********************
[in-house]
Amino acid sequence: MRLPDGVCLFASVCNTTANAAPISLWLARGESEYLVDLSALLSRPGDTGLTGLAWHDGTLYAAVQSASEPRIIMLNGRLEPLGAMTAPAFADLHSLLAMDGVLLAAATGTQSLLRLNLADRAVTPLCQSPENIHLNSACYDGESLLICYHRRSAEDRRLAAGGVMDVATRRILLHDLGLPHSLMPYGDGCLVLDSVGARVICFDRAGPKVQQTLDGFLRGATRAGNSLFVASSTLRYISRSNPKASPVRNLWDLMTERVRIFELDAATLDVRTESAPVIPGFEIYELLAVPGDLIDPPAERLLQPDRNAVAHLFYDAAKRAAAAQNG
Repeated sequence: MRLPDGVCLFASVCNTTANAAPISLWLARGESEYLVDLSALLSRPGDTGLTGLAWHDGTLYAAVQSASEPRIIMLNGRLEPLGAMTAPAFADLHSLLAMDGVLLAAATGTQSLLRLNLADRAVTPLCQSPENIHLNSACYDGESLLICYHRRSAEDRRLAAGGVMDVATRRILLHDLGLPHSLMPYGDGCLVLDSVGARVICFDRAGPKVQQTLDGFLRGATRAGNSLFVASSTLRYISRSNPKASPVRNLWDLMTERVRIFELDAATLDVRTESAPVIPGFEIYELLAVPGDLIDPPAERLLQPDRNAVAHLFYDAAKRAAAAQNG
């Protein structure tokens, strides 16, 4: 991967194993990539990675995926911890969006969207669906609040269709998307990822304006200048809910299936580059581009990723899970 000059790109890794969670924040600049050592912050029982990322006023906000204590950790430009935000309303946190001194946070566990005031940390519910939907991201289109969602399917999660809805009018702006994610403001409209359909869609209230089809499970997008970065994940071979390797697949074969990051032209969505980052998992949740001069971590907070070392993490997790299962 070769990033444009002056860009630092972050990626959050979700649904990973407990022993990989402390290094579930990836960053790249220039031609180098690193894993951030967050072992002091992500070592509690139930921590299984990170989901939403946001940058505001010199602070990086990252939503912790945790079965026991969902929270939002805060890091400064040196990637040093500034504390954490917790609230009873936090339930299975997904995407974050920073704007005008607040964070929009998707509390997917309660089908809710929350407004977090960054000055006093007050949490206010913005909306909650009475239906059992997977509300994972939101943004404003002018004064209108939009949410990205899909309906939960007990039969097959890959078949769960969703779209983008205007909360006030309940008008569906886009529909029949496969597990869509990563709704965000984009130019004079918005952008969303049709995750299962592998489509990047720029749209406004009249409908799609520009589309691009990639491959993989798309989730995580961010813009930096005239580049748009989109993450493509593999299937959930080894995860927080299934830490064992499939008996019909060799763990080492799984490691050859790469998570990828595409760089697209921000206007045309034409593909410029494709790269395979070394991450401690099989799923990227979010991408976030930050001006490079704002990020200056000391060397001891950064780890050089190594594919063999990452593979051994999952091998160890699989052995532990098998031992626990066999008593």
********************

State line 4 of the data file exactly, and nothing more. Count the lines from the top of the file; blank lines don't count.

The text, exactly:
């Protein structure tokens, strides 16, 4: 991967194993990539990675995926911890969006969207669906609040269709998307990822304006200048809910299936580059581009990723899970 000059790109890794969670924040600049050592912050029982990322006023906000204590950790430009935000309303946190001194946070566990005031940390519910939907991201289109969602399917999660809805009018702006994610403001409209359909869609209230089809499970997008970065994940071979390797697949074969990051032209969505980052998992949740001069971590907070070392993490997790299962 070769990033444009002056860009630092972050990626959050979700649904990973407990022993990989402390290094579930990836960053790249220039031609180098690193894993951030967050072992002091992500070592509690139930921590299984990170989901939403946001940058505001010199602070990086990252939503912790945790079965026991969902929270939002805060890091400064040196990637040093500034504390954490917790609230009873936090339930299975997904995407974050920073704007005008607040964070929009998707509390997917309660089908809710929350407004977090960054000055006093007050949490206010913005909306909650009475239906059992997977509300994972939101943004404003002018004064209108939009949410990205899909309906939960007990039969097959890959078949769960969703779209983008205007909360006030309940008008569906886009529909029949496969597990869509990563709704965000984009130019004079918005952008969303049709995750299962592998489509990047720029749209406004009249409908799609520009589309691009990639491959993989798309989730995580961010813009930096005239580049748009989109993450493509593999299937959930080894995860927080299934830490064992499939008996019909060799763990080492799984490691050859790469998570990828595409760089697209921000206007045309034409593909410029494709790269395979070394991450401690099989799923990227979010991408976030930050001006490079704002990020200056000391060397001891950064780890050089190594594919063999990452593979051994999952091998160890699989052995532990098998031992626990066999008593």